So, you’re thinking about selling your home, but how do you figure out where to set the pricing?
I’ll give it to you straight — the worst feeling for a seller (and agent) is to have a beautiful home sit on the market without interest, especially in a strong market.
A homes list price is the first piece a buyer uses to qualify the home as an option for their search.
The “right” price for a home is based on market trends and what similar homes in the area are selling for at that time. Your agent can help you evaluate the market through a comparative analysis and determine what the most attractive pricing is. Homes can hold so much sentimental value, especially family homes, so it’s important as a seller to look at the data instead of assessing value based on what the home means to you.
Market value is the highest a buyer is willing to pay for a home and that should always be the target in your pricing strategy. Looping back to my previous blog post about working with the right agent, it’s important to price your home correctly from the start to give it the best chance at the strongest sale price and ensure the listing doesn’t get stale. Hire the right agent because they will use their expertise and market knowledge to assess the market and recommend the most competitive, strategic and fair price to list the home. Let’s roll through a couple common pricing questions you may be thinking about.
#1 So, why are homes priced a little lower sometimes?
In the simplest words, it’s marketing. Pricing is a part of the marketing strategy plain and simple, and sometimes the list number is there to attract the highest number of buyers. For example, if the homes anticipated market value is $925,000, your agent may recommend listing at $899,000 to catch the eye of buyers that are capping their home search at $900,000. A small difference for market adjustment is acceptable since buyers understand that comps-based value may vary a bit, but when sellers and agents abuse the list price for marketing is where they may cause trouble. Sometimes sellers and agents want to list a home too aggressively to get attention and that can backfire — when comps are analyzed, buyers are shocked that the market value of a home is so much higher than the list price and feel like they’re having to pay way more than initially anticipated, ultimately turning them off from the property. The right pricing from the get-go would have set expectations all around so buyers could realistically meet the expectations of the seller.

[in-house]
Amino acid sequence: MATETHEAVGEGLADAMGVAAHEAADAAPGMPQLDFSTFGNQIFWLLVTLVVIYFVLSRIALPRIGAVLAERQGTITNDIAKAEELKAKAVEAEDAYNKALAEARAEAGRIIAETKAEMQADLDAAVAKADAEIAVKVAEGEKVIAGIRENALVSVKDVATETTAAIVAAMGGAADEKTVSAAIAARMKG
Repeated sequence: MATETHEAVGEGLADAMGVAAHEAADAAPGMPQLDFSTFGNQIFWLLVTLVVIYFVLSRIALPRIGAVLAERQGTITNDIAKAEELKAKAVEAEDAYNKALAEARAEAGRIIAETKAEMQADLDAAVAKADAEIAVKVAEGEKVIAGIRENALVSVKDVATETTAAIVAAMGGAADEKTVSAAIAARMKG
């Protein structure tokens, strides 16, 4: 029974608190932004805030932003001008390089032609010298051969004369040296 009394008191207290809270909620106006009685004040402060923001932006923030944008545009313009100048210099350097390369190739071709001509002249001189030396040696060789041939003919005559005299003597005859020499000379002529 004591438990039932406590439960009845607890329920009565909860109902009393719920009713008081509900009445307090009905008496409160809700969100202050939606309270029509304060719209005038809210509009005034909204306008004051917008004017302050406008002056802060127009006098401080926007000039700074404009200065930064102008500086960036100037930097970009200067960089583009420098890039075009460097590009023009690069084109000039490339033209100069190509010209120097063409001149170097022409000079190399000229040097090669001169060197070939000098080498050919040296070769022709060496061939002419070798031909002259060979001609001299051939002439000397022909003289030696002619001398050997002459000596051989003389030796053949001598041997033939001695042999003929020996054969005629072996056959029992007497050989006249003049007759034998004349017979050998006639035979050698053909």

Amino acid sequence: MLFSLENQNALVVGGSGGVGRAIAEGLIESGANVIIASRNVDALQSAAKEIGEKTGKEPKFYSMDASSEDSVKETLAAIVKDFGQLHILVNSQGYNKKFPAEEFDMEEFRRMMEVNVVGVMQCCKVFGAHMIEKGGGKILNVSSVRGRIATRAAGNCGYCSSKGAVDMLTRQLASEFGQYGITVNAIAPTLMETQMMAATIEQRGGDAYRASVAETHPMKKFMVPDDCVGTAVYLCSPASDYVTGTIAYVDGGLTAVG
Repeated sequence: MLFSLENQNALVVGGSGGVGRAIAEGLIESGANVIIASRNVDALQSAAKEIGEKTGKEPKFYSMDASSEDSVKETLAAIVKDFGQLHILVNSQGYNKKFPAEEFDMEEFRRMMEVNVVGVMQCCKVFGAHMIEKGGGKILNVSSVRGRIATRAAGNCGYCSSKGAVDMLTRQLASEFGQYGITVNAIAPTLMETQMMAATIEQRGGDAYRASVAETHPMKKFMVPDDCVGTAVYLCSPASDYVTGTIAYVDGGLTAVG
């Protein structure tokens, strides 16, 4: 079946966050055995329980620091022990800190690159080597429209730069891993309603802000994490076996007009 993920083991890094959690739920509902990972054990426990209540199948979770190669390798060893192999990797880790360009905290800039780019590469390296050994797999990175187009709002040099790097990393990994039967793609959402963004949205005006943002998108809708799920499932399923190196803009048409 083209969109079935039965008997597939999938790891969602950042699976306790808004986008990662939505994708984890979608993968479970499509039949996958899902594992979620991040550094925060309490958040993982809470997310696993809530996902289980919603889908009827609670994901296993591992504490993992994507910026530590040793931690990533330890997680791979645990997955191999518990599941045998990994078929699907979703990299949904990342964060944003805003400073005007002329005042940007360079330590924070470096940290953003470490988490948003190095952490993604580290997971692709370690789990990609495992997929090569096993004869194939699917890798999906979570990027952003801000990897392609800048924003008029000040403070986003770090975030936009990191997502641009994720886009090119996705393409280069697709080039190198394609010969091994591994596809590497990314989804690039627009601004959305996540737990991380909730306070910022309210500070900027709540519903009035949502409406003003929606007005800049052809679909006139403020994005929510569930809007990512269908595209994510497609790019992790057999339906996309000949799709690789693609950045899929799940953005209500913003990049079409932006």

#2 What happens if a listing sits on the market too long?
Unless there is something inherently wrong with the property or it has unique features that would only appeal to a specific buyer pool, more often than not, one of the major culprits is that the home was priced incorrectly and is deterring buyers who are unwilling to pay the price required. The longer the home sits on the market, buyers may wonder if something is wrong, even if there is not. A price adjustment may spark interest again as buyers see the home presented at a new price, but this may also create a situation where buyers are aware that competition is low and make an offer below the sellers expectations.
#3 Even though I’d accept lower, I want to list for higher to see if there are any takers. I would hate to leave money on the table.
Your beautiful home deserves to get nothing less than the highest market price, but a high list price is not the way to get it. Listing your home too high will deter buyers and when they run comps, it’ll show it’s overpriced and indicate that you may have unreasonable expectations and may not consider lower offers. Getting the highest price possible is a part of strategic negotiations during the offer process and your agent will use their skills in the art of negotiation to assess the situation and get you the highest price.
Pricing is one of the most important pieces in selling your home so I can’t stress enough how important it is to evaluate the data and build a strategy. Work with an agent who can effectively position your home and provide informed market knowledge for your neighborhood. My biggest piece of advice in this process is to make an educated decision but be as flexible and reasonable as you can. The market can shift quickly and an emotional decision won’t get you anywhere — a low offer isn’t meant to insult the home you’ve loved for years and a buyer may not value it as highly as you do so just be open to the process and accept an offer that feels fair. Don’t wait for the buyer willing to pay more because realistically, they may never come.